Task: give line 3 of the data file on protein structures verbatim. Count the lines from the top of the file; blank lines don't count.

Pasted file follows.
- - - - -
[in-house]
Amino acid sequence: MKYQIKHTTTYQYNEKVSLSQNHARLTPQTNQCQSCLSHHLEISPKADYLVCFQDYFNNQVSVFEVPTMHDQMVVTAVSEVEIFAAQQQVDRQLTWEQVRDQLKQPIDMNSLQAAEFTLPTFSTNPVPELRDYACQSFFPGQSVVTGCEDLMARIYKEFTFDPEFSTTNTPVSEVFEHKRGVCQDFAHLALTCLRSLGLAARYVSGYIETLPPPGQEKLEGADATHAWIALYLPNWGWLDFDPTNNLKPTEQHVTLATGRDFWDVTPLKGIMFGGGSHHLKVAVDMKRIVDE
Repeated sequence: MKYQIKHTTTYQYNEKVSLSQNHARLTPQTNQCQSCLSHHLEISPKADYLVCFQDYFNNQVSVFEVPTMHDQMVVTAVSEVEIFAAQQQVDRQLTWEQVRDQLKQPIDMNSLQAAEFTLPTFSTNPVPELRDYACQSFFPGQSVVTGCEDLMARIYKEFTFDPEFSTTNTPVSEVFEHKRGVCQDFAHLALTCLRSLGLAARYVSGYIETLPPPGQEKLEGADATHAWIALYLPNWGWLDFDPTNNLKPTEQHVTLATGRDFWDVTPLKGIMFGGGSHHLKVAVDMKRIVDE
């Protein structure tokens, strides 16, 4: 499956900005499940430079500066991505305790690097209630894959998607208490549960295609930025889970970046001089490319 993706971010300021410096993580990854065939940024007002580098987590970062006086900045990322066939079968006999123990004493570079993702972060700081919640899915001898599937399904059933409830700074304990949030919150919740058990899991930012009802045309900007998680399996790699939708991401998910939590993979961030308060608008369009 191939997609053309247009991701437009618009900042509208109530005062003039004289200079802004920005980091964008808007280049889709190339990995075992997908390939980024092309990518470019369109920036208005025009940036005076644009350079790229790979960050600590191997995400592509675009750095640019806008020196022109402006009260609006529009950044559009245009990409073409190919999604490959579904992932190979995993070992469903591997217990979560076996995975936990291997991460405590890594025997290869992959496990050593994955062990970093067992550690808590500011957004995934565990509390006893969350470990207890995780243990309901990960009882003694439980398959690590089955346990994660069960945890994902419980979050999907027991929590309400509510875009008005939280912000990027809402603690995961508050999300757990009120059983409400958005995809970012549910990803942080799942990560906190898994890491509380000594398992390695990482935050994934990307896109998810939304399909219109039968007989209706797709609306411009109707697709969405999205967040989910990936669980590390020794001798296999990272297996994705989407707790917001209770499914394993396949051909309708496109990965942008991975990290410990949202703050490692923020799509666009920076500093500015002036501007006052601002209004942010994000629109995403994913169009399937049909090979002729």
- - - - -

Repeated sequence: MKYQIKHTTTYQYNEKVSLSQNHARLTPQTNQCQSCLSHHLEISPKADYLVCFQDYFNNQVSVFEVPTMHDQMVVTAVSEVEIFAAQQQVDRQLTWEQVRDQLKQPIDMNSLQAAEFTLPTFSTNPVPELRDYACQSFFPGQSVVTGCEDLMARIYKEFTFDPEFSTTNTPVSEVFEHKRGVCQDFAHLALTCLRSLGLAARYVSGYIETLPPPGQEKLEGADATHAWIALYLPNWGWLDFDPTNNLKPTEQHVTLATGRDFWDVTPLKGIMFGGGSHHLKVAVDMKRIVDE